They might be wrong, but maybe maybe you need to explain to them and have a rational discussion as to which is correct. 

And let’s not get religious about any of it. But but it all gets lumped into. 

I came here via critical thinking because we are all under this banner and a lot of times we don’t come to our other positions that way, but we think we do. And I’m sure we’re all guilty of it. Me, you, everyone is probably guilty of having some sort of thing that we that we believe in or that we’re passionate about. But we may not have come. 

We may have come to maybe a false belief or maybe, you know, we may be a little bit too zealot about, you know, I am still sort of I don’t say stuff, but like, fascinated by what you said, that there are atheists who aren’t critical thinkers. 

I literally did that that Scooby Doo moment, like really like it was just I guess maybe that was my blind side. 

Yeah. You know, that, you know, once you give up religion, you know, you’re automatically a critical thinker and you’re applying that to all areas of your life. 

And woops, you know, it’s, you know, Emory, Emory, Emory. Yes. Yes, I do. You told me once I was telling you about the same kind of thing like yours. And he said, he goes, Dude. I was just at CFI or he was at one of the places they had like a party and was like an atheist or something or other. And he said, no, I’m talking to somebody.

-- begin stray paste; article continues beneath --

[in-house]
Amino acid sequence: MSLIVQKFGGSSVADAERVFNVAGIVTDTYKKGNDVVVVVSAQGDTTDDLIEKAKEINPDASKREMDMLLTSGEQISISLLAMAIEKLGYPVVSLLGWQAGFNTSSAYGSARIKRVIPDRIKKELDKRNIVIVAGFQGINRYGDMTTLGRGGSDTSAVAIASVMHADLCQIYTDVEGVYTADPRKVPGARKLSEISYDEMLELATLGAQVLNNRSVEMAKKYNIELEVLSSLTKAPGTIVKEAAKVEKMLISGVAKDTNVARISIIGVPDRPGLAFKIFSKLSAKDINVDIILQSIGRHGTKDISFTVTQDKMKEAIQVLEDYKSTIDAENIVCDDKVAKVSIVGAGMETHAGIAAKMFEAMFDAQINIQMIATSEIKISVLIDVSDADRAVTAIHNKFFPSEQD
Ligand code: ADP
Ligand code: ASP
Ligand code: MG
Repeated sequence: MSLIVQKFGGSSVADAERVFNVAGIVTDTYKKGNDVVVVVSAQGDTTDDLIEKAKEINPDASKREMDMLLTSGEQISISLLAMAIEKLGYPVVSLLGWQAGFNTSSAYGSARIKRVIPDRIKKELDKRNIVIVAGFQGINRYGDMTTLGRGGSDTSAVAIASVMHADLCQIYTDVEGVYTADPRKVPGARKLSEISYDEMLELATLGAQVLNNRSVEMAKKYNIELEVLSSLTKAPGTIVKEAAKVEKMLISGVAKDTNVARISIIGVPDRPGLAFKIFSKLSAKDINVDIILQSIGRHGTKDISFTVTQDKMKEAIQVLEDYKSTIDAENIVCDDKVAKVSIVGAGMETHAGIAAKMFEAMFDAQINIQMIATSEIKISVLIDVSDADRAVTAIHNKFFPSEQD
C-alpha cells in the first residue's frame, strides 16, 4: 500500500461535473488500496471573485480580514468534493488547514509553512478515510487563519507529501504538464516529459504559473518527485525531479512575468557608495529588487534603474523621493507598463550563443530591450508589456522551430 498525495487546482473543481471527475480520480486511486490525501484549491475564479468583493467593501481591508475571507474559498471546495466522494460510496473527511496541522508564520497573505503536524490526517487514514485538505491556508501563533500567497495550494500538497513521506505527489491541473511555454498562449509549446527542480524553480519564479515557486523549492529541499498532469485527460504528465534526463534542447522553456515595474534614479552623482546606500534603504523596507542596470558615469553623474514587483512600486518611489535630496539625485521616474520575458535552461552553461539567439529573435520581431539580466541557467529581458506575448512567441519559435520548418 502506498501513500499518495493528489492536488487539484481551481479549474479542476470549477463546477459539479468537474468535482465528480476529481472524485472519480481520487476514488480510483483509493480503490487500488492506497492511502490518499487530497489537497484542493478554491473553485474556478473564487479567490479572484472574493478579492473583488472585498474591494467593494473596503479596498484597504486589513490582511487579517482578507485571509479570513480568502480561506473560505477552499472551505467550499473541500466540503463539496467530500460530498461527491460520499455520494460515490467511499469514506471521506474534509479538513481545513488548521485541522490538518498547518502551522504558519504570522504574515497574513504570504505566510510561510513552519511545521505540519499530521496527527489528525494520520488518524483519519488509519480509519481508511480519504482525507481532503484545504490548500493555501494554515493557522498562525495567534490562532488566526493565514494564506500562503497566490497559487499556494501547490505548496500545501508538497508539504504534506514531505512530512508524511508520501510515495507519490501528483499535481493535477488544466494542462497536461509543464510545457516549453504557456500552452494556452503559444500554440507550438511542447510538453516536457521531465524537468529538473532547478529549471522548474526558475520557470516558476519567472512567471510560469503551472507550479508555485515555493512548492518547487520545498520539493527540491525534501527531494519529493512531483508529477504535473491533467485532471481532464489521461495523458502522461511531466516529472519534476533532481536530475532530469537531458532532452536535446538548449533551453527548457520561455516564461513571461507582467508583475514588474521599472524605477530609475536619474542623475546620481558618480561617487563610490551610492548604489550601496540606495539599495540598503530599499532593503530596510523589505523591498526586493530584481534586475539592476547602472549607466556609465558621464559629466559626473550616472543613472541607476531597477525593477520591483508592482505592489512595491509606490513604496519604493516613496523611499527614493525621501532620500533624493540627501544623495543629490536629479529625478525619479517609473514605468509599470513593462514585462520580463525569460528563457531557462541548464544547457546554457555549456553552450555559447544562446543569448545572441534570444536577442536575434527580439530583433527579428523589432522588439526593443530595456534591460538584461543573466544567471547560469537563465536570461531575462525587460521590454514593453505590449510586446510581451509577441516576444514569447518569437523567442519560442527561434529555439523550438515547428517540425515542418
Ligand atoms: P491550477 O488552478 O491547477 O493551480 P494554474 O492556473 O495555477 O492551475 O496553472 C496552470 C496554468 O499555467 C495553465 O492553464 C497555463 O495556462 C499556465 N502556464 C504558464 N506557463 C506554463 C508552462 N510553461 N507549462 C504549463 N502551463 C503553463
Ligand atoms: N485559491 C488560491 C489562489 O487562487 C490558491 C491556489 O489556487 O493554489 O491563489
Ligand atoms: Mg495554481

And they started talking to me about the aliens and UFOs. And I was like, oh, this person is an atheist, but they still believe they believe in yourselves. Those goes. 

And that’s when it really occurred to me not everyone got here the same way I got here. 

I mean, I’m paraphrasing the memory of heedlessness, and I got it wrong. I apologize. But I remember specifically him telling me that he was an atheist function, talking to a person who is into aliens. 

And he was like, oh, well, we’re not all on the same page here. 

That does make sense because I’ve had these discussions with fellow atheists who it’s just like, no, this is the way it is on this topic, period. And I’m like, no, you might be often and even suggesting it is all of a sudden, you know, unfriended and blocked in there. And it has happened with a ton of atheist friends like this. And the better they are, I think we’re on the same side politically, but I disagree with the candidate or something like that. And all of a sudden it’s like unfriended and blocked. And you must be a horrible person because you don’t think exactly the way I do. And I’m like, that’s not. Well, critical thinking. 

Well, let me just say for the record and I’m sorry that I unfriended and blocked access right away. 

I think it was just a typo. I misread it. I think people forget, you know, the sans serif font is is completely inadequate sometimes to convey our thoughts, but not what we’re writing a lot on. Right. 

I mean, the real wrong font is actually lockable. 

You’re making large out Nathi. You have to be to get that joke. That’s a typography joke. A graphic design joke.